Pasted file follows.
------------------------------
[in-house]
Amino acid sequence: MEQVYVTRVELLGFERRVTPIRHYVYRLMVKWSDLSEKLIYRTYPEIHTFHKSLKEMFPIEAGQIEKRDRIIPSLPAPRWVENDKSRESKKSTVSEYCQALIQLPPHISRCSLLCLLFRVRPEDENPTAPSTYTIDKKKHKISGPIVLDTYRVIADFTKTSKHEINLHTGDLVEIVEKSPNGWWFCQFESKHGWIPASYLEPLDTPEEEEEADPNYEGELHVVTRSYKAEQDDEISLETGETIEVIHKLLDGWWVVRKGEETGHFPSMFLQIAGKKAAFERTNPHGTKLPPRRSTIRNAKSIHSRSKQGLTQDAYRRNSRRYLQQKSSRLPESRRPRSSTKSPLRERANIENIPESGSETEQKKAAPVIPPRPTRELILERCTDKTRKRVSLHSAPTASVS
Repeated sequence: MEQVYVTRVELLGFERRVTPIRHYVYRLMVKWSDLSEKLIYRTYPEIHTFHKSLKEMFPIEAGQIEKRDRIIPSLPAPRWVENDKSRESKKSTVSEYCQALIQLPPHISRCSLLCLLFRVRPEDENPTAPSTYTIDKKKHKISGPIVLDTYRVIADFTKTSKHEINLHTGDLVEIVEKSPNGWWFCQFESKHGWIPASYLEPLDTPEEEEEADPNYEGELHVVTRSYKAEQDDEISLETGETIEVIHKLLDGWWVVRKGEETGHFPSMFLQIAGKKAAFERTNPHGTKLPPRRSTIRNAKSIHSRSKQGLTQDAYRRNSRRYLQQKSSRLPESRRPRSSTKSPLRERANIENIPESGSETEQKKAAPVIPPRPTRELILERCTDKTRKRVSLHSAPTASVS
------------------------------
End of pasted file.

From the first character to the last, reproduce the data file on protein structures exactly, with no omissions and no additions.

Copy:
[in-house]
Amino acid sequence: MEQVYVTRVELLGFERRVTPIRHYVYRLMVKWSDLSEKLIYRTYPEIHTFHKSLKEMFPIEAGQIEKRDRIIPSLPAPRWVENDKSRESKKSTVSEYCQALIQLPPHISRCSLLCLLFRVRPEDENPTAPSTYTIDKKKHKISGPIVLDTYRVIADFTKTSKHEINLHTGDLVEIVEKSPNGWWFCQFESKHGWIPASYLEPLDTPEEEEEADPNYEGELHVVTRSYKAEQDDEISLETGETIEVIHKLLDGWWVVRKGEETGHFPSMFLQIAGKKAAFERTNPHGTKLPPRRSTIRNAKSIHSRSKQGLTQDAYRRNSRRYLQQKSSRLPESRRPRSSTKSPLRERANIENIPESGSETEQKKAAPVIPPRPTRELILERCTDKTRKRVSLHSAPTASVS
Repeated sequence: MEQVYVTRVELLGFERRVTPIRHYVYRLMVKWSDLSEKLIYRTYPEIHTFHKSLKEMFPIEAGQIEKRDRIIPSLPAPRWVENDKSRESKKSTVSEYCQALIQLPPHISRCSLLCLLFRVRPEDENPTAPSTYTIDKKKHKISGPIVLDTYRVIADFTKTSKHEINLHTGDLVEIVEKSPNGWWFCQFESKHGWIPASYLEPLDTPEEEEEADPNYEGELHVVTRSYKAEQDDEISLETGETIEVIHKLLDGWWVVRKGEETGHFPSMFLQIAGKKAAFERTNPHGTKLPPRRSTIRNAKSIHSRSKQGLTQDAYRRNSRRYLQQKSSRLPESRRPRSSTKSPLRERANIENIPESGSETEQKKAAPVIPPRPTRELILERCTDKTRKRVSLHSAPTASVS